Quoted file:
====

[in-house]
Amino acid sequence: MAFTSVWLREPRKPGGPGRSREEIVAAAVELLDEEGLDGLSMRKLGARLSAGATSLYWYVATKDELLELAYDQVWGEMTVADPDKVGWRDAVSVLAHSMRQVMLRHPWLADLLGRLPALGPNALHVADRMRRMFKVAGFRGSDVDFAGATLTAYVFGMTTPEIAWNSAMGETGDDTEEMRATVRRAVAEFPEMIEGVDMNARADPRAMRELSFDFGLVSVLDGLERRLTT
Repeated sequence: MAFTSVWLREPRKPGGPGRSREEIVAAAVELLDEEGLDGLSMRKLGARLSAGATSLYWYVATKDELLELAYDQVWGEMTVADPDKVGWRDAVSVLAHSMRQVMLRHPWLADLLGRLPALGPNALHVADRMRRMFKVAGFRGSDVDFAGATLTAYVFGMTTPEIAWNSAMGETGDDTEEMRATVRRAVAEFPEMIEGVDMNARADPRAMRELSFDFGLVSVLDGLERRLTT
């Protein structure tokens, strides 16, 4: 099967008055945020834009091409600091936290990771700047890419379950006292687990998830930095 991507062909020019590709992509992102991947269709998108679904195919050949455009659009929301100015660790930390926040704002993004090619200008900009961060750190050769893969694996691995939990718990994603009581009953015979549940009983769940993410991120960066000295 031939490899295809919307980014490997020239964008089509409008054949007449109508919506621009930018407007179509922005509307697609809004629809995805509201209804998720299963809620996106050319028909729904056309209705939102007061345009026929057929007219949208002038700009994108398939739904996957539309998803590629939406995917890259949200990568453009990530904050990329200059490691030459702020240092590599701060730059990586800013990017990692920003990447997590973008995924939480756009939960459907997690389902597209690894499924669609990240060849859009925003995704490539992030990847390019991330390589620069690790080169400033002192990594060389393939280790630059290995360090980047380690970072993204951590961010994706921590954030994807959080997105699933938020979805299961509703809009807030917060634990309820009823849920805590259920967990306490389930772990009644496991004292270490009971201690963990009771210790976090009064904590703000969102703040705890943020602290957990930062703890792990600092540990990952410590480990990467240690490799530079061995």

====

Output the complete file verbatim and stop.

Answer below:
[in-house]
Amino acid sequence: MAFTSVWLREPRKPGGPGRSREEIVAAAVELLDEEGLDGLSMRKLGARLSAGATSLYWYVATKDELLELAYDQVWGEMTVADPDKVGWRDAVSVLAHSMRQVMLRHPWLADLLGRLPALGPNALHVADRMRRMFKVAGFRGSDVDFAGATLTAYVFGMTTPEIAWNSAMGETGDDTEEMRATVRRAVAEFPEMIEGVDMNARADPRAMRELSFDFGLVSVLDGLERRLTT
Repeated sequence: MAFTSVWLREPRKPGGPGRSREEIVAAAVELLDEEGLDGLSMRKLGARLSAGATSLYWYVATKDELLELAYDQVWGEMTVADPDKVGWRDAVSVLAHSMRQVMLRHPWLADLLGRLPALGPNALHVADRMRRMFKVAGFRGSDVDFAGATLTAYVFGMTTPEIAWNSAMGETGDDTEEMRATVRRAVAEFPEMIEGVDMNARADPRAMRELSFDFGLVSVLDGLERRLTT
């Protein structure tokens, strides 16, 4: 099967008055945020834009091409600091936290990771700047890419379950006292687990998830930095 991507062909020019590709992509992102991947269709998108679904195919050949455009659009929301100015660790930390926040704002993004090619200008900009961060750190050769893969694996691995939990718990994603009581009953015979549940009983769940993410991120960066000295 031939490899295809919307980014490997020239964008089509409008054949007449109508919506621009930018407007179509922005509307697609809004629809995805509201209804998720299963809620996106050319028909729904056309209705939102007061345009026929057929007219949208002038700009994108398939739904996957539309998803590629939406995917890259949200990568453009990530904050990329200059490691030459702020240092590599701060730059990586800013990017990692920003990447997590973008995924939480756009939960459907997690389902597209690894499924669609990240060849859009925003995704490539992030990847390019991330390589620069690790080169400033002192990594060389393939280790630059290995360090980047380690970072993204951590961010994706921590954030994807959080997105699933938020979805299961509703809009807030917060634990309820009823849920805590259920967990306490389930772990009644496991004292270490009971201690963990009771210790976090009064904590703000969102703040705890943020602290957990930062703890792990600092540990990952410590480990990467240690490799530079061995």